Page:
The incorporation of accelerated chemistry has increased the versatility of vibratory finishing and has enabled manufactures reap the benefits of the isotropic finish generated by the process economically. The racing industry has recognized these benefits for some time and you can see that other industries are now beginning to see potential that wasn’t available to them previously.
Some examples we have seen first-hand of cases using accelerated surface finishing:
A local screw machine house manufactures a nut for a motorcycle component which requires a very smooth and bright finish prior to getting plated. The company was tumbling this part for 20 plus hours in order to achieve a desired RMS finish and brightness. Using the ASF process enabled them reduce this time down to 6 hours and achieve a smoother, brighter finish with much less radius on the corners of the nut.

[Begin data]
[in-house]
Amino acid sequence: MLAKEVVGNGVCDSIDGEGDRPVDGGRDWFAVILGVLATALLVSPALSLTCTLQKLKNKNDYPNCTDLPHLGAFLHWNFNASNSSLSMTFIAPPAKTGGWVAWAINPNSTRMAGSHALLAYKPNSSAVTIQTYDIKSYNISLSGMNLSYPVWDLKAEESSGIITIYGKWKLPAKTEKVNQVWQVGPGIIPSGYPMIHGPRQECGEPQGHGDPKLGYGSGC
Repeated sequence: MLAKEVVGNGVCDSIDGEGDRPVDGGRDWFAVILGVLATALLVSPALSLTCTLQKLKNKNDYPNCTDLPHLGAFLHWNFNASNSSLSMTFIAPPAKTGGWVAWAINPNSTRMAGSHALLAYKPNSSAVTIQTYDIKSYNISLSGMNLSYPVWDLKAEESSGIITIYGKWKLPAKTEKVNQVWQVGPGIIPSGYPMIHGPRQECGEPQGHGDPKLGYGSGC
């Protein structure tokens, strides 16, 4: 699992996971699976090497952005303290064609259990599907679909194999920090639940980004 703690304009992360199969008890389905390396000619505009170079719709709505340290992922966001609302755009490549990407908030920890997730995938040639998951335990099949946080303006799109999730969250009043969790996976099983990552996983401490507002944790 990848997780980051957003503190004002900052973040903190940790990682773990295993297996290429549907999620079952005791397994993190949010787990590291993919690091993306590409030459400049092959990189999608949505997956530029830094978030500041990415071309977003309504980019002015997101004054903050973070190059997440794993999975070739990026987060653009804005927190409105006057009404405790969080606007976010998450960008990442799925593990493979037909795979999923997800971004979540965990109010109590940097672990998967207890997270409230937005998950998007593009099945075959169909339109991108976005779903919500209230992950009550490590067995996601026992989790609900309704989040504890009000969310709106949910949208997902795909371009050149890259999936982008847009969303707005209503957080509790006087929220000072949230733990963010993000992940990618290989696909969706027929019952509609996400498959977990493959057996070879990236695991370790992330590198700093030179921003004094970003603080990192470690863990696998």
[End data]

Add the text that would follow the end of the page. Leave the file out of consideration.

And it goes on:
A local machine shop manufactures a S. Steel and Steel ultrasonic calibration test block for the medical industry. The requirement is the test block must be very smooth and polished with crisp edges. The only way the company knew to achieve this result was by hand polishing, which took a very long time. It switched to an ASF process on both alloys, which has resulted in a huge time savings over hand polishing, and is actually providing a more uniform and consistent result at a fraction of the cost. Using the conventional vibratory process to achieve this finish would have resulted in to much radius of the blocks edges, but the ASF process was able to provide a very smooth, bright surface without radiusing the edge. The ASF process was better than hand polishing and much less expensive.